it has always been a challenge for web developers and designers to create a website that works on both desktop and mobile. Although the current day mobile devices have left their ancestors way behind them in may ways it is still a fact that the screens are smaller and the input devices are different. How do we solve that issue in one website?
I recently discovered a way to do this with CSS’ media queries! The CSS3 media queries specifications shows that beyond the standard media query print and screen from CSS2 it can also do: “… presentations can be tailored to a specific range of output devices without changing the content itself.”. So using CSS you can create a website that is UI wise suited for a mobile device.
I’m not going to talk about how to get your CSS ready for a handhold devices (a whole other blog post!). But I can bump you in the right direction. The general idea would be to create specific deviations from a central styling. It is all about properly structuring your CSS in different files that correspond to the different scales you use. Currently it can be advised to build a 3 way system where you provide for desktop, touch pads and smart-phones. as not to duplicate all your code it is a good idea to keep your central styling in a separate file that can be used in combination with your device specific style.
the separate files will be loaded with their own set of requirements. the basic will use the all query, but the a 3 stage set could have the following queries:
all and (max-width:480px) all and (min-width: 481px) and (max-width:960px) all and (min-width:961px)
These three should cover everything that is 480 pixels and smaller, between 480 pixels and 960 pixels and above 960 pixels. you can move the boundaries a bit to your liking but the basics stay the same.
where to put it
Although the practice of putting all the styling into one CSS file suggested by the HTML5 boilerplate is a nice idea. It will not work in this case. currently the browsers do not correctly support media queries for @import yet. currently they do not seem to work in another CSS file in this way. Tactic would be to place them as separate link elements with media queries attached to them. The problem seems to be exclusive to the width and height features. I think it has so do with where the query obtains its data.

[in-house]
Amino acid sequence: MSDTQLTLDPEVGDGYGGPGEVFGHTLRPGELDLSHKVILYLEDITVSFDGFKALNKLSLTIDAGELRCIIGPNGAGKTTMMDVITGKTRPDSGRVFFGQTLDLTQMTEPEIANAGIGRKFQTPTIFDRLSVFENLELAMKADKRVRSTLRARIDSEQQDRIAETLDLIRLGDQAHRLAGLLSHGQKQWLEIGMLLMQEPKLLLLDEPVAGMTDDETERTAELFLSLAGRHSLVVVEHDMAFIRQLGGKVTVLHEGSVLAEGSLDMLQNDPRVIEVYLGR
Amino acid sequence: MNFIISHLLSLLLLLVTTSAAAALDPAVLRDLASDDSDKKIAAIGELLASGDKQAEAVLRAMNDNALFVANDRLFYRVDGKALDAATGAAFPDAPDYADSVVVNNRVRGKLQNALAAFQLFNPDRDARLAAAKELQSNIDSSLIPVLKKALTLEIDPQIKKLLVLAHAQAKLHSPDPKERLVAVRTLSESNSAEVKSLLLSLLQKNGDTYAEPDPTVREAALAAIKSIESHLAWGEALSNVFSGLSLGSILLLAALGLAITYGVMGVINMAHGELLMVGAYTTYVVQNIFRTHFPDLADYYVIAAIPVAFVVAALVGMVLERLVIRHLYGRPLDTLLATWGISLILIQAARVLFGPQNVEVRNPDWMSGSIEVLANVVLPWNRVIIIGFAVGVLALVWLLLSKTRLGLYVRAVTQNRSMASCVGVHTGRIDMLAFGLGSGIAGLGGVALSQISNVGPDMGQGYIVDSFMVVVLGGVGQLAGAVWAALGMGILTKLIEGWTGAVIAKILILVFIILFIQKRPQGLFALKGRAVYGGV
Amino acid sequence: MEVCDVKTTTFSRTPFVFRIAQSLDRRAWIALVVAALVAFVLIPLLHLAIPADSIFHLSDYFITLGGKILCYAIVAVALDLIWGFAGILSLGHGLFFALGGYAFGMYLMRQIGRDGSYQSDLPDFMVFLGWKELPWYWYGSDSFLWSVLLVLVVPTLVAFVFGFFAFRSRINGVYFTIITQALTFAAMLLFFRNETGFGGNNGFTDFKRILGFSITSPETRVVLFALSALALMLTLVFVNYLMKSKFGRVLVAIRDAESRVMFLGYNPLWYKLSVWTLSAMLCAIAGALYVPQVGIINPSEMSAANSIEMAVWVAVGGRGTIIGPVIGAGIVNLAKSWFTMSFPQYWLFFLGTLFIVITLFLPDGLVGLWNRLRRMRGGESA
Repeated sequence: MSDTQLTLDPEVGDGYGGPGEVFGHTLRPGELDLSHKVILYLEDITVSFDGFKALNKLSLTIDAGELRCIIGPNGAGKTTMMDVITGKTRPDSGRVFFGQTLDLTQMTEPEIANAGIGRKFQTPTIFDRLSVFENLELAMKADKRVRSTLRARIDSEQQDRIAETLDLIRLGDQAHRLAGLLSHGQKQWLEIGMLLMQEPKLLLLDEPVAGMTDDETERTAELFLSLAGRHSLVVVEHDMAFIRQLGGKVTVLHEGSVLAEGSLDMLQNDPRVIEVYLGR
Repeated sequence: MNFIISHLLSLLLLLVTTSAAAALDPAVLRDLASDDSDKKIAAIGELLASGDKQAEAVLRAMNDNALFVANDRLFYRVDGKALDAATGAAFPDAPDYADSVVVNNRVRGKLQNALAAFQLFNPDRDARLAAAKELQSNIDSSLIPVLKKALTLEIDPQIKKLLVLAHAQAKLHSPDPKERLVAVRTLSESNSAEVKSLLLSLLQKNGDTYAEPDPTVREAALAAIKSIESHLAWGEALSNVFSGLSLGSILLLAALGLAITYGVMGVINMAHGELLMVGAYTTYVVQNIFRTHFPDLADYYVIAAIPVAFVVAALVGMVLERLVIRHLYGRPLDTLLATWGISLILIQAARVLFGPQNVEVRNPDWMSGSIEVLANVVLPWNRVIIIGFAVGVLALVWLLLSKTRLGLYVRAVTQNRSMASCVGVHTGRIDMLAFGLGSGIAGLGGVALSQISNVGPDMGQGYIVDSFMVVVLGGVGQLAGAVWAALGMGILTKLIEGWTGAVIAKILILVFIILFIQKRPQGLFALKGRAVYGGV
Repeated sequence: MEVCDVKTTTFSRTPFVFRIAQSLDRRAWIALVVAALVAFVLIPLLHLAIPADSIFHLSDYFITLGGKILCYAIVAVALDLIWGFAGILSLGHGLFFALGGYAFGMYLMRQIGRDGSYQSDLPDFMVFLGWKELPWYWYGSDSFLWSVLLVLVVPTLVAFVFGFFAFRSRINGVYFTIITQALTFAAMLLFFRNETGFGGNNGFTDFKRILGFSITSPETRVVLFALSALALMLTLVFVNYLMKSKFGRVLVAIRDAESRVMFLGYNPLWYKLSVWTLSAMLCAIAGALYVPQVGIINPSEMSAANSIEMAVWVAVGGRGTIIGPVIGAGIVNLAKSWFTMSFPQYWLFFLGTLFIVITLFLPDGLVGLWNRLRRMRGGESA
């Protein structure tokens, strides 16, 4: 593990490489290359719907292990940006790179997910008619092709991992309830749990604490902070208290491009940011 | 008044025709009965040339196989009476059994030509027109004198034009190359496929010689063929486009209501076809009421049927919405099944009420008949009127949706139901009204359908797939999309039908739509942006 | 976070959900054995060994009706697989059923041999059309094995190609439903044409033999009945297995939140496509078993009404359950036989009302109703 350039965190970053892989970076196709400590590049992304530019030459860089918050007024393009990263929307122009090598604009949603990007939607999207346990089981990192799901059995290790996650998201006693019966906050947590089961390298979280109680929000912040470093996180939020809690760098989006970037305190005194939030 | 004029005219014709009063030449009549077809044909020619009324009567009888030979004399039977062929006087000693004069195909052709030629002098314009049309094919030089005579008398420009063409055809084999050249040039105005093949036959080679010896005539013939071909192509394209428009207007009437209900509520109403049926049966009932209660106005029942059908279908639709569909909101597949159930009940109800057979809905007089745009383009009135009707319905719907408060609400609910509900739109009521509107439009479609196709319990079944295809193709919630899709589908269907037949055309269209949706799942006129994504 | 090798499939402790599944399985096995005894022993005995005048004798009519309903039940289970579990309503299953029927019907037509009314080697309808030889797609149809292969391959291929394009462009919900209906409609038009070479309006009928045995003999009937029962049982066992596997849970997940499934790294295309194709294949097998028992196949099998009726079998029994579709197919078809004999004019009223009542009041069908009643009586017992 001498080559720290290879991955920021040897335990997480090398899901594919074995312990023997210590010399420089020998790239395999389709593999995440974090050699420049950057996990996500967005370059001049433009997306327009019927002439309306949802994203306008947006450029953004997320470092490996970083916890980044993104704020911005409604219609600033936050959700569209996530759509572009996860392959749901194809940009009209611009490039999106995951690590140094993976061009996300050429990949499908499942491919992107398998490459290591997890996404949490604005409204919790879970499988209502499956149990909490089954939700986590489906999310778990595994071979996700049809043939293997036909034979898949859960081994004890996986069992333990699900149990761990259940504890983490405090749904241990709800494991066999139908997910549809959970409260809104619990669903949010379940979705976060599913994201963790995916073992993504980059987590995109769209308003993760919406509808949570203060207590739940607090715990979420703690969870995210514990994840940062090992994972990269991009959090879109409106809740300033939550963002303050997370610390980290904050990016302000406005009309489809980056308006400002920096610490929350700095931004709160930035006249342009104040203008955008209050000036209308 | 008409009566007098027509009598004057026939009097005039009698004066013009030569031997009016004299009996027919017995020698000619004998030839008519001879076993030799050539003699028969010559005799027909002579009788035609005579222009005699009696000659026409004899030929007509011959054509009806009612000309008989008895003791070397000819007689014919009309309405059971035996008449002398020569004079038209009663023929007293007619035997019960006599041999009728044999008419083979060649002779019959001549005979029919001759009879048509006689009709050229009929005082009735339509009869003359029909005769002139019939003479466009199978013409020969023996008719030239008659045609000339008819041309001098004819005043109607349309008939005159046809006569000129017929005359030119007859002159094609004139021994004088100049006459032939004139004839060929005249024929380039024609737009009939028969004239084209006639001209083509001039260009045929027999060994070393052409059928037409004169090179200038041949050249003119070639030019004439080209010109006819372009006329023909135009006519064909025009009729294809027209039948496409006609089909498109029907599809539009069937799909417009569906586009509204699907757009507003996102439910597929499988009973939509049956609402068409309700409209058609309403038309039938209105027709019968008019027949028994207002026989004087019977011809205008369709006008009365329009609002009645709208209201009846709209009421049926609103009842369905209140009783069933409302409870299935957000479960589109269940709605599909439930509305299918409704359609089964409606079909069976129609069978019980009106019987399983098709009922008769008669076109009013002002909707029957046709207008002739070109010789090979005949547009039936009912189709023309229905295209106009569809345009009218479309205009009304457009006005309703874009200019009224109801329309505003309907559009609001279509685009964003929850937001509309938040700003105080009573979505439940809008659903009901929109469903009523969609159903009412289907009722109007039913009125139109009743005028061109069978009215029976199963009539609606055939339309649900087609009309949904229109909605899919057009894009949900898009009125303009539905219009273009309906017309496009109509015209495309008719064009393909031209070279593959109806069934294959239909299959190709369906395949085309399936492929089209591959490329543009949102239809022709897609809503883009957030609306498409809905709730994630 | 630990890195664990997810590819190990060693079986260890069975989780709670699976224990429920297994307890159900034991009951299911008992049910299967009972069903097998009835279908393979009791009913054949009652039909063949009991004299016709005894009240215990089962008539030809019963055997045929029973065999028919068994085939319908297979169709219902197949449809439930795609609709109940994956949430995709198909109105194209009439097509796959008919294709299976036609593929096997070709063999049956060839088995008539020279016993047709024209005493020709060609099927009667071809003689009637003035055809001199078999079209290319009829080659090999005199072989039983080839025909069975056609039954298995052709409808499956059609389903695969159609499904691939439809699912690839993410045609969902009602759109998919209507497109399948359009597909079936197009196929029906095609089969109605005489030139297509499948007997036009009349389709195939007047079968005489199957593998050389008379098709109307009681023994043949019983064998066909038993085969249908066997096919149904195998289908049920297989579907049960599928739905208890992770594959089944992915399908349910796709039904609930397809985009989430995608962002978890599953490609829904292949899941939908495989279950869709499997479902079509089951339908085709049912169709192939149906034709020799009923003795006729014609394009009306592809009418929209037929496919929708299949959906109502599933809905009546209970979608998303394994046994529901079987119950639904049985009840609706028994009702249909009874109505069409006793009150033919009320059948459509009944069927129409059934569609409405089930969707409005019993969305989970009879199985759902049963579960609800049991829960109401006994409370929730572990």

<link href="handheld.css" media="all and (max-width:480px)" rel="stylesheet"/>
you could also go for a style definition in the page and import all the files there. This does look cleaner and seems to be more maintainable in my opinion.
There is actually a lot more to get from the CSS3 media queries specification. There are several other that can be useful. Other then looking at width. you could also look at height for side scrolling websites (they exist and are mostly a lot of fun!). There is a feature to evaluate aspect ratio, might be useful if you create specific designs for every type of device. Talking about the device… Both dimensions and aspect ratio are also working on device level. Do remember with this that on desktops a window width and a device with can be two completely different things. Another one of my favorites for the handheld device is the orientation feature. Could be useful if you use HTML and CSS as your app interface code! Last I would like to point out the color and monochrome feature. These allow you to also account for older mobile phone browsers that had less fancy screens. Although I think supporting this is a niche that you might not want to serve.
Media queries are interesting stuff and we (the developers) have a new toy to play with and that we can try to hack to get it to do strange and interesting things.
Ow, and I got you something to play with if you have a modern browser ;-).